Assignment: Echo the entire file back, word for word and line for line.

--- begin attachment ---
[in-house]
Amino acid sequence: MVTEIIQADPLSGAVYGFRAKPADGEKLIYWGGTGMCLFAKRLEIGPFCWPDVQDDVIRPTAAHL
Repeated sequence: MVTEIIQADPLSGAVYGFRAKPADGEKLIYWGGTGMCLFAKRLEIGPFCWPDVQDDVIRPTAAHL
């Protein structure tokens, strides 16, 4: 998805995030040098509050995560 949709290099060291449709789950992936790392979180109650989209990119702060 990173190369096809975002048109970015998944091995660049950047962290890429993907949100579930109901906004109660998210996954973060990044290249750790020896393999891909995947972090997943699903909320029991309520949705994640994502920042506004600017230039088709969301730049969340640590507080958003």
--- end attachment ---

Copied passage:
[in-house]
Amino acid sequence: MVTEIIQADPLSGAVYGFRAKPADGEKLIYWGGTGMCLFAKRLEIGPFCWPDVQDDVIRPTAAHL
Repeated sequence: MVTEIIQADPLSGAVYGFRAKPADGEKLIYWGGTGMCLFAKRLEIGPFCWPDVQDDVIRPTAAHL
């Protein structure tokens, strides 16, 4: 998805995030040098509050995560 949709290099060291449709789950992936790392979180109650989209990119702060 990173190369096809975002048109970015998944091995660049950047962290890429993907949100579930109901906004109660998210996954973060990044290249750790020896393999891909995947972090997943699903909320029991309520949705994640994502920042506004600017230039088709969301730049969340640590507080958003």